CIOs in Europe warned: Be wary of tech price inflation
Weakness of local currencies vs the dollar will force US vendors to act and act again
Chief information officers in Western Europe should buckle up for enterprise tech price inflation in 2023 unless local currencies stage something of a dramatic recovery against the US dollar.
Or so says everyone's favourite soothsayer, Gartner, which was in forecasting mode as the close of the year looms and thoughts turn to next.
Western Europe is projected to record the highest growth rate in EMEA during 2023, reaching $218.7 billion in customer spending. For the current calendar year, the UK is expected to outgrow France and Germany in local currency with a rise of 8 percent in British pounds.
"However, because of the weakness of the British pound compared to the US dollar, it translates into an overall decrease in IT spending of 2.5 percent in US dollars," said John Lovelock, Gartner distinguished VP analyst.
He said inflation levels are being compounded by the weakening of the pound and the Euro relative to the US currency.
As such: "Western European CIOs need to be wary of price increases from IT vendors. Insist on a breakdown of the root cause(s) for price increases and look for win-win strategies to enhance strategic partnerships that also consider nonmonetary benefits."
The cost of public cloud services is predicted to jump by almost a third in Europe next year, and by a fifth in the US as providers deal with an end to cheap borrowing.
How much will be spent on tech in EMEA?
In terms of the wider forecast, IT spending in EMEA is estimated to inflate 3.7 percent year-on-year to $1.3 trillion in 2023. Gartner's global IT spending predictions is for growth of 5.1 percent to $4.6 trillion.
EMEA – that ill-formed economic entity comprising 115 countries concocted by American businesses – has suffered from currency shift over the last year, impacting demand for IT products in the consumer sector.
"The biggest hindrance right now is the euro to US dollar exchange rate," Lovelock told us. "For devices that are built in US dollars terms, pretty much everything costs more in euros than they do in USD. It's suppressing demand a little, plus there's no big need to refresh right now," he said.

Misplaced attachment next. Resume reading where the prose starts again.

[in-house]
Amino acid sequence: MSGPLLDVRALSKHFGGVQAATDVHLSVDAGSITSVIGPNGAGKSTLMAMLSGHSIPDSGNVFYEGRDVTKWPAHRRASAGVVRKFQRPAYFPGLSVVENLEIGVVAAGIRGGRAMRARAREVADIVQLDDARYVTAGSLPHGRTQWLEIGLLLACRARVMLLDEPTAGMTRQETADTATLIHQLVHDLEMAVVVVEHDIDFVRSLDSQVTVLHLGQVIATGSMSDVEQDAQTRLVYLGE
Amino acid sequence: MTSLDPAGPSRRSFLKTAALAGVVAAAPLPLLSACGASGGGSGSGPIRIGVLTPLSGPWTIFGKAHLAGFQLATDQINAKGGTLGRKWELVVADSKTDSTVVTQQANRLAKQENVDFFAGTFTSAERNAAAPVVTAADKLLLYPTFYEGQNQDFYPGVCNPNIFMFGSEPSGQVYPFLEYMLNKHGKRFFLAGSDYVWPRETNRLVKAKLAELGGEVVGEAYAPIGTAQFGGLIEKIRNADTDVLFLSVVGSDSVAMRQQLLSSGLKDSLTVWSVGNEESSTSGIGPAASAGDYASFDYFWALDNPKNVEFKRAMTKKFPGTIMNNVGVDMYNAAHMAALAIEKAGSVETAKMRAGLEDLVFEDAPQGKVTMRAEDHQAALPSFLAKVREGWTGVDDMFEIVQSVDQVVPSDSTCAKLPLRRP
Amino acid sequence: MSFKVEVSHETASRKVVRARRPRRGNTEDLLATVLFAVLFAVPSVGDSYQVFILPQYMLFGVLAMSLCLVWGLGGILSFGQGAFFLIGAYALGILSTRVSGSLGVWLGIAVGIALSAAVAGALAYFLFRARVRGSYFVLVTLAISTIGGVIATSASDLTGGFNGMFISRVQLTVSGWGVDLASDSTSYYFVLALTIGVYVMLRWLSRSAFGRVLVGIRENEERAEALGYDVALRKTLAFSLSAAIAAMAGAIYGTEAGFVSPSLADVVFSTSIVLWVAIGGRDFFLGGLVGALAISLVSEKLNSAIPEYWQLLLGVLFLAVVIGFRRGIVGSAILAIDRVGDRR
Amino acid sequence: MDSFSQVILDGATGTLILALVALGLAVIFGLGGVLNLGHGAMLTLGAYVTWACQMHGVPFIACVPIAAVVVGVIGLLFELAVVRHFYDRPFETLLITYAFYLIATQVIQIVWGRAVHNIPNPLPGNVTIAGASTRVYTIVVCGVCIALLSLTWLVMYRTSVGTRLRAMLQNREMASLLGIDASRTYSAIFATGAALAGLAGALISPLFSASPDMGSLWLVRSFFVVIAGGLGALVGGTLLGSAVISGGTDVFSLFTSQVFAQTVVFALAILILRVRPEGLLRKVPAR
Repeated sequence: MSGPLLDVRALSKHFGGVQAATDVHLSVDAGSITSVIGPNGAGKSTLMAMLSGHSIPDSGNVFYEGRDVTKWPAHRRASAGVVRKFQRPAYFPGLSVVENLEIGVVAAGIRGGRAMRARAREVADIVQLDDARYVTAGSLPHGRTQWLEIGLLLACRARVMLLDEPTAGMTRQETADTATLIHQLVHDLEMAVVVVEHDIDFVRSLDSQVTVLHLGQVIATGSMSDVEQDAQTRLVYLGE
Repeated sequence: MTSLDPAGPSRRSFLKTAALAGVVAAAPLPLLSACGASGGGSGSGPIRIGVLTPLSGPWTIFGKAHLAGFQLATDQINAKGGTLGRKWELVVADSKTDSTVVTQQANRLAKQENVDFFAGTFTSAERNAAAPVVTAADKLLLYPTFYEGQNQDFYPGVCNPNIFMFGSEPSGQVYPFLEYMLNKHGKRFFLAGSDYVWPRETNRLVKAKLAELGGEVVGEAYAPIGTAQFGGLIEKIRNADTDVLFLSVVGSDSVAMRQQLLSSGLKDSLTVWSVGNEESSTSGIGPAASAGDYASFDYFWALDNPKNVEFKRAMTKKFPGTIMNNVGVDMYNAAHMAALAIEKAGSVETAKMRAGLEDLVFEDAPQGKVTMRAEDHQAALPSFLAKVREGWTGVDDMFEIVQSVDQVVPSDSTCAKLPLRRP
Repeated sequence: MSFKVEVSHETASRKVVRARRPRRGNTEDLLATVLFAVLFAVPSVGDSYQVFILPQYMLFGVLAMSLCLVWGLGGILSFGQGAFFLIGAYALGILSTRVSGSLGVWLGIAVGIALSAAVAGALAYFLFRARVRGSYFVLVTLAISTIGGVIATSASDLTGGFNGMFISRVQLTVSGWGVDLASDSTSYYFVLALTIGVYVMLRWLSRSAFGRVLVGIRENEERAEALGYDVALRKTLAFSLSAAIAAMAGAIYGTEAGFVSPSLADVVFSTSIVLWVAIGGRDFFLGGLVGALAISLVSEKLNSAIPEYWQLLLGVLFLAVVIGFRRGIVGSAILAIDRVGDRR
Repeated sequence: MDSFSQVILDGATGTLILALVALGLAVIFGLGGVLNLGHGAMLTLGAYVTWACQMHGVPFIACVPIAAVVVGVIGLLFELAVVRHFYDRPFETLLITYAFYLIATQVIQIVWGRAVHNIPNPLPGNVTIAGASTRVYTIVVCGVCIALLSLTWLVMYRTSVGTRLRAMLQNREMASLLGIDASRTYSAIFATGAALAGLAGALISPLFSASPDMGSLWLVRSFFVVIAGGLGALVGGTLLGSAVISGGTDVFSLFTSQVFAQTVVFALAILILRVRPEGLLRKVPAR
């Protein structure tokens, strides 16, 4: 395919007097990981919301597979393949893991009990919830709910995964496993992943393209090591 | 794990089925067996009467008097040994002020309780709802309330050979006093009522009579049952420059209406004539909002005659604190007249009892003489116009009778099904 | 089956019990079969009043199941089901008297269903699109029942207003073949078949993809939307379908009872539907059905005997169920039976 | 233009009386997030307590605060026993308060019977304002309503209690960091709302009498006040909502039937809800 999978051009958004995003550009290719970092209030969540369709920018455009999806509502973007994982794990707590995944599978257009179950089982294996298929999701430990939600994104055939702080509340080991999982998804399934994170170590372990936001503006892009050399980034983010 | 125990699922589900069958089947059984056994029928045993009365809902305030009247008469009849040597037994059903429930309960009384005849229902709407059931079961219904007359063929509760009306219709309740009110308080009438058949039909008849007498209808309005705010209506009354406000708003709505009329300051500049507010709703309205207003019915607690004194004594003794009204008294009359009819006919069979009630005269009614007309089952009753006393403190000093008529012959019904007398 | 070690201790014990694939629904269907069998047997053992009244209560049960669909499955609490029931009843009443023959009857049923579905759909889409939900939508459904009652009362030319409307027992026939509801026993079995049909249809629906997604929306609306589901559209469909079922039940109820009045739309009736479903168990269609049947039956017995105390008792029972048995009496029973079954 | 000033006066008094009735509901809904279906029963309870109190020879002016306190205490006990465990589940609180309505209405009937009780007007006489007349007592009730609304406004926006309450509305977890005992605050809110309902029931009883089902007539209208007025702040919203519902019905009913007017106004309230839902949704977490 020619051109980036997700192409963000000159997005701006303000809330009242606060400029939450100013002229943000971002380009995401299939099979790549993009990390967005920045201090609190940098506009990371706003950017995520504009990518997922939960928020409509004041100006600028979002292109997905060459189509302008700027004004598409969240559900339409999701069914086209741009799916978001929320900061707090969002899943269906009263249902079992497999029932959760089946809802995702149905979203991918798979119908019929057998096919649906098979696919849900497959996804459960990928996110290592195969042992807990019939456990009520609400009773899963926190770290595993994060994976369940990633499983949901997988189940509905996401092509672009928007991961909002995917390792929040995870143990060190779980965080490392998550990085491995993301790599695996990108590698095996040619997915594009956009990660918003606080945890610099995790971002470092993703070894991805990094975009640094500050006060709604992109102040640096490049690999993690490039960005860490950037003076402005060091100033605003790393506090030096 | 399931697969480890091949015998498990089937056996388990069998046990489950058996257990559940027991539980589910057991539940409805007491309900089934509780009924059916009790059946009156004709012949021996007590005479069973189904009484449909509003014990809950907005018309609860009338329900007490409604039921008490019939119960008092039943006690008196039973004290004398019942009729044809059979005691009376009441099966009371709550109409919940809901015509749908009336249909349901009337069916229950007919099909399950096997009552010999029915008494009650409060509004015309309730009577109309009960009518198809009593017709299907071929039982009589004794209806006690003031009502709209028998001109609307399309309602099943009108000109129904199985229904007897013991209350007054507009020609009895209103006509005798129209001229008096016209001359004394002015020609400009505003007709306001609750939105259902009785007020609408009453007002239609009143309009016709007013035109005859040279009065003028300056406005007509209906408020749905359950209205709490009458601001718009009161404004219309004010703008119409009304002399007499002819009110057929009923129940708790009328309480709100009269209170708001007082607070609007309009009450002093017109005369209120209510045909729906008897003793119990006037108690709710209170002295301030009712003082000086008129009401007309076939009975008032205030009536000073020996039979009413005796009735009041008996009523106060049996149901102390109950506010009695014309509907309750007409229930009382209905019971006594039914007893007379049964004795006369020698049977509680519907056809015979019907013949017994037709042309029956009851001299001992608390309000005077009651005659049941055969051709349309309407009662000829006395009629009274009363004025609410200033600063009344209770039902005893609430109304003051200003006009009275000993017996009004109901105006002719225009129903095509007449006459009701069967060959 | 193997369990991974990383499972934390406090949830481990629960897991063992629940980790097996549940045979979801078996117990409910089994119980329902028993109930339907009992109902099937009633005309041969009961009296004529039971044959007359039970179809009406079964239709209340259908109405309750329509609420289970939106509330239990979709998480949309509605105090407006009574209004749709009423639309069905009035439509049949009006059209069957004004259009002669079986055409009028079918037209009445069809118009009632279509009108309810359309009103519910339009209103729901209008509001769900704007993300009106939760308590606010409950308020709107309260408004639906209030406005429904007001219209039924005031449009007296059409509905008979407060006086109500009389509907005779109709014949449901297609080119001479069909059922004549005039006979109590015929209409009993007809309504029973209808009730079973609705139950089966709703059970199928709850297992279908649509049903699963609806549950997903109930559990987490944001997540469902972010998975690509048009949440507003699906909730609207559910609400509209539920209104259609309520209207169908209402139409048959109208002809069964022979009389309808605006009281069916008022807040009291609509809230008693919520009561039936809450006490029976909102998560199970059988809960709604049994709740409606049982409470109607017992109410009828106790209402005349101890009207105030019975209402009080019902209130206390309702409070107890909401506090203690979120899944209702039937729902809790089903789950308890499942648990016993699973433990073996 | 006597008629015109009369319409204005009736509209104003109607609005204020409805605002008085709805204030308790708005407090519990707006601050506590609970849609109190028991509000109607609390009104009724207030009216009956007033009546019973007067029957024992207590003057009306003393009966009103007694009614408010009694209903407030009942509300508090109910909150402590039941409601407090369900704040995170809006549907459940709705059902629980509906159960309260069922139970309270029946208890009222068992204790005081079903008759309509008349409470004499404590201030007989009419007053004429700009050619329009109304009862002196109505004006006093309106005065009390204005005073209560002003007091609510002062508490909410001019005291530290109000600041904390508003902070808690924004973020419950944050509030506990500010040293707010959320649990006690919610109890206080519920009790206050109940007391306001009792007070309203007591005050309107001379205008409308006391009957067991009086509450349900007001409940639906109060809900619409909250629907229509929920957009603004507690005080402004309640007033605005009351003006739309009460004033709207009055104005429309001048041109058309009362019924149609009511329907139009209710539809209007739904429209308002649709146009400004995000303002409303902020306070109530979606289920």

Breaking down IT spending in EMEA – which spans a neat section of four time zones – datacenter is estimated set to grow 1 percent next year, and software, which includes some cloud spending, by 8 per cent. This contrasts with global IT spending, which would see the two categories grow at 3.4 percent and 11.3 percent respectively, according to Gartner.
Lovelock told The Register the differences were explained by the relative lack of hyperscaler locations in Europe compared with the US.
"Enterprises around the world got rid of some of the technology deficit they had built up in 2020 and 2021. This year, that's happened in Europe. The service providers – the ones that sell colocation, hosting, and cloud platform-as-a-service – are buying as many servers as they can get their hands on. That's the real driver behind server growth this year and next. Europe is underweighted on hyperscale datacenters in comparison to the US," he said.
Europe in particular has been hit by the war in Ukraine, which according to vendors such as automation specialist UiPath, is affecting business confidence across Europe.
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Yet Russia's illegal invasion of the eastern European nation was not a factor in the relative weakness of EMEA IT spending, Lovelock said.
"It's not having any different influence [to the rest of the world] at this point. When the shock came in late Q2, to an extent there were a lot of prognostications that Russia's invasion of Ukraine wouldn't last past the summer. When Putin formally signed the annexation of those areas in the Ukraine, that pretty much ended anybody's hopes of a short conflict.
"So to that extent, the things that were being done on sort of a temporary ad hoc basis, such as securing supply chains … are now longer-term initiatives at the economic level. At the IT level, there is really no change. I don't think anybody was planning for IT services coming back online in Ukraine, Belarus and Russia," he said.
As for CIOs, Gartner said that in troubled times they tend to hesitate to sign new contracts, commit to long-term projects or work with new tech vendors. Lovelock said: "Enterprise IT budgets are not central to this hesitancy, and businesses in EMEA will increase their IT budgets in 2023." ®